We have some vacations planned for the summer and we will be away for 2 weeks or longer. We needed a way to water our plants while we are away and we don’t know anyone who can come over and water them for us. Our sitting area also gets a lot of sun and our plant’s soil drys out very fast. I decided to spend a few weeks testing different methods and systems before we leave to see which one works the best, and is more likely to keep our plants alive. I order plant bottle drip irrigation spikes, plant watering tubes, watering wicks, and tried the pressure bottle system as well as leaving the plants in pools of water. I tried all of these methods for 2 to 7 weeks and here is what happened with each.
Bottle Drip Irrigation Systems
This method uses regular water bottles attached to drip spikes to water plants slowly over time. I also used the pipes with this to try and help control the flow of water. This method took the longest to test and was by far the hardest. In order for this system to water your plants for weeks in mild whether it would need to water them at a rate of 1 tablespoon a day. This would add up to one cup of water a week, which is what the average potted houseplants needs. That adds up to 1 drop of water a minute. Unfortunately, this system is unreliable as it will stop dripping even on the highest setting, sometimes for reasons unknown. Sometimes the reason is an air bubble or a truck would go by and shack the ground and too many drops would come out and it would stop and or it would just stop. Once they stop, they will not start back up no matter what setting you have them on. The only way they work perfectly is when the valves are all the way open and it goes so fast that it would use all of the water in 1 minute.
Wick Watering System
The wick watering system uses a cotton wick to slowly release water as your plant’s soil starts to dry. I try this method many different ways. Here are all of the ways I used them, above the pot watering, under the pot watering, same level watering, in the pot, under the soil, on top of the soil, knot watering, and drip watering. The only one that worked well was level watering, which is when you have the water source the same leaves as the plant. With the other methods the plant would get no water or too much water (flooded) or the wick would dry out and the water would stop flowing to the plant. With level-watering the wick seemed to be less likely to dry out, but it did happen when the water level got to low. The other problem is that when the wick dries out and the soil dries out the wick will not regain moister and the plant will not get water. This system works best on small plants or really big plants that need a lot of water every day. Basically you couldn’t flood them if you tried.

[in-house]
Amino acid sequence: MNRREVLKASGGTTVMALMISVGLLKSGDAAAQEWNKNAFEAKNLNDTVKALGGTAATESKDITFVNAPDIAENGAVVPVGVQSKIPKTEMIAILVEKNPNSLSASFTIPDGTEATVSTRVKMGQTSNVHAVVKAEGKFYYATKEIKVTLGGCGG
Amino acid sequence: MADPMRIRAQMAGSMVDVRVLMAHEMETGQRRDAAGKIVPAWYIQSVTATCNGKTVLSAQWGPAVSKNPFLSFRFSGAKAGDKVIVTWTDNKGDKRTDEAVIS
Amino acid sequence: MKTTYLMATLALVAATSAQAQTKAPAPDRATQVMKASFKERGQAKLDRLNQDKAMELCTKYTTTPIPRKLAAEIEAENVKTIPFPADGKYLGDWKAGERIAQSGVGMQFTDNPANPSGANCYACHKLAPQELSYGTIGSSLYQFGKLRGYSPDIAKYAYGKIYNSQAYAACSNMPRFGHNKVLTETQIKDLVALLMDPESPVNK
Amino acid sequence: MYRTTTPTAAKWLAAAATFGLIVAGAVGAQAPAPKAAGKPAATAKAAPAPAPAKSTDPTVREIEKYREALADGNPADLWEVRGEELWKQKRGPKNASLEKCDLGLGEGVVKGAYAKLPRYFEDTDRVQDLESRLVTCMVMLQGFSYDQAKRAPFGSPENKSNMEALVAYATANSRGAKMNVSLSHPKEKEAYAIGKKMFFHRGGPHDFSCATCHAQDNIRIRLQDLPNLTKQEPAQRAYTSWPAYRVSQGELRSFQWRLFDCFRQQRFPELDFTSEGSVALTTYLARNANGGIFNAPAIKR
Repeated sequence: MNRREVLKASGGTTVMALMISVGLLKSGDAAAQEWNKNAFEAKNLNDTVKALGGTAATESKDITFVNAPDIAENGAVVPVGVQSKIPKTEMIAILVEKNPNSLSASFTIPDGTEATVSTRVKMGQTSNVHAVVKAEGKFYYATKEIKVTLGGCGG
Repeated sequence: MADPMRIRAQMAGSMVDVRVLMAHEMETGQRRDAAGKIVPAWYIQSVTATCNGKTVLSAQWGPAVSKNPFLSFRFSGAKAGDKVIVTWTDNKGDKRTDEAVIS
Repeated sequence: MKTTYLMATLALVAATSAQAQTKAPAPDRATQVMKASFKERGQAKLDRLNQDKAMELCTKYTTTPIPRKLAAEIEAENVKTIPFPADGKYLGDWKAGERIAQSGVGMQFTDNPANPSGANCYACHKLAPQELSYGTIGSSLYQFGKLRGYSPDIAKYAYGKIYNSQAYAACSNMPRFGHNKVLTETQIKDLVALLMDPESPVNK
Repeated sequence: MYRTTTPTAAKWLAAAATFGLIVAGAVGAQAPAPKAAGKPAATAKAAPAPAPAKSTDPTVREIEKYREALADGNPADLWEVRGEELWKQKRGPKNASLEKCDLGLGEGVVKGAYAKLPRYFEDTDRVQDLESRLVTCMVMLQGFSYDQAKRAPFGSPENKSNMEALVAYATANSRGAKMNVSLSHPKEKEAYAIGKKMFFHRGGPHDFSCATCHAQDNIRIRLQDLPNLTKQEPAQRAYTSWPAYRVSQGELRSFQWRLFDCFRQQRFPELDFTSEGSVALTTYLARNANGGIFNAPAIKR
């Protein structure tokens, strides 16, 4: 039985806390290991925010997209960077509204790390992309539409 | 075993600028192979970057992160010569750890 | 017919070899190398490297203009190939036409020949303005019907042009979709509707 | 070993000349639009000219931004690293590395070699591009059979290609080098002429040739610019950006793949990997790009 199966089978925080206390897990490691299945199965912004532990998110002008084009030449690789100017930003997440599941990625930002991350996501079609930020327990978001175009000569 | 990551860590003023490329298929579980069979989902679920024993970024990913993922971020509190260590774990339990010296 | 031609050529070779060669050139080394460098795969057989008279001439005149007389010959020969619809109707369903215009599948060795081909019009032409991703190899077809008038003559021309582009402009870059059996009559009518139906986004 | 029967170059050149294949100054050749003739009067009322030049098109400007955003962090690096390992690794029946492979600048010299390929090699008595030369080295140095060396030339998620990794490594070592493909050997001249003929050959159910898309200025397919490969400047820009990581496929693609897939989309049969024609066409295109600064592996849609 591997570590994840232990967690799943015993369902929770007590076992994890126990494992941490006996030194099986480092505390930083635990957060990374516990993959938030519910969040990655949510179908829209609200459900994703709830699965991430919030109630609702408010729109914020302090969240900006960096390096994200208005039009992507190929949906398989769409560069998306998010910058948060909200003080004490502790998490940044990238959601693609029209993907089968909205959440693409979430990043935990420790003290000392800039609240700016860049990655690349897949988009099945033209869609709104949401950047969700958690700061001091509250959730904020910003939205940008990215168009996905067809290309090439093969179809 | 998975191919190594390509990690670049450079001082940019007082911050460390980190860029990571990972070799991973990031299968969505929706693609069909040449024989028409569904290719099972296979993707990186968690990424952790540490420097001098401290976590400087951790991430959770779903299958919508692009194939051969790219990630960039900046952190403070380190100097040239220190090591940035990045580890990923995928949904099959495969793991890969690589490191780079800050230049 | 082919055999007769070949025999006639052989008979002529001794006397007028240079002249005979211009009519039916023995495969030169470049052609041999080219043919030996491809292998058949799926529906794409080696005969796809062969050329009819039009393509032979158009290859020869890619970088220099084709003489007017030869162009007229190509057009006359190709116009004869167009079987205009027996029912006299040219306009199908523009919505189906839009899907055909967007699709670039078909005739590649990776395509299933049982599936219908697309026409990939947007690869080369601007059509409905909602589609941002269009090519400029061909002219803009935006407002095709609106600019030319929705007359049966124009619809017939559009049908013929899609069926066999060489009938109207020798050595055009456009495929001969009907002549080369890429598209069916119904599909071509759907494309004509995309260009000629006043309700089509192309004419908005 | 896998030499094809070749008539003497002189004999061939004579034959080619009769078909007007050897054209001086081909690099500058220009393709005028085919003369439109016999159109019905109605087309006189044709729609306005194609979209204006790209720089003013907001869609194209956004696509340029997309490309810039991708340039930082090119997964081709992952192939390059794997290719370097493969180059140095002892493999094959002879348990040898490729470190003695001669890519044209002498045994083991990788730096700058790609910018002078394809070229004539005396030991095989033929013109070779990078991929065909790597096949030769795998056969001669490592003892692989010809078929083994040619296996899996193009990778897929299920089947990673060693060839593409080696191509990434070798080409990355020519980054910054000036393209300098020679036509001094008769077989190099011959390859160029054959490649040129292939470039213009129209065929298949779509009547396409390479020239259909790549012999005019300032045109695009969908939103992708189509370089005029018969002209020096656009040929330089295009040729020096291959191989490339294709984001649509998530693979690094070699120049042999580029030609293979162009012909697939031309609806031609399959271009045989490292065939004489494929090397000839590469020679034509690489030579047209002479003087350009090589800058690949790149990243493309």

Pressure Bottle Watering
I don’t have a photo of this one because it came out blurry, but this system uses a large bottle with two small holes poked on different sides of the bottom. You fill the bottle with water and close the lid and place it on a tray with the plants. The bottle only releases water when the level of water in the tray goes below the holes and the water stops when it gets to the top of the holes. The water only goes down when the plant soaks up the water. So your plants only get the amount of water they need every day. This method worked amazingly and I highly recommend this for anyone going out of town for long periods of time. The only thing you need to be careful of is making sure you have a large enough bottle water to last for as long as you are away.
Pools of Water
I couldn’t get a photo of this because you take a plant, and that has holes in the bottom of its pot and place it in a larger pot that doesn’t have holes in the bottom. We have a lot of plants sitting in decorative pots, so this was easy for us. You fill the bottom pot or the decorative with as much water as your plant will need while you are away, and it will soak it up as needed. Most plants need one cup of water a week, and to be on the safe side, especially when its hot out I like to add more. I would rather have them have too much water and survive than die because they didn’t have enough. I also highly recommend this method for keeping plants alive while you’re away.
I hope this post helps you and your plants while you travel. Feel free to comment with questions, tips of your own, or just to say hi.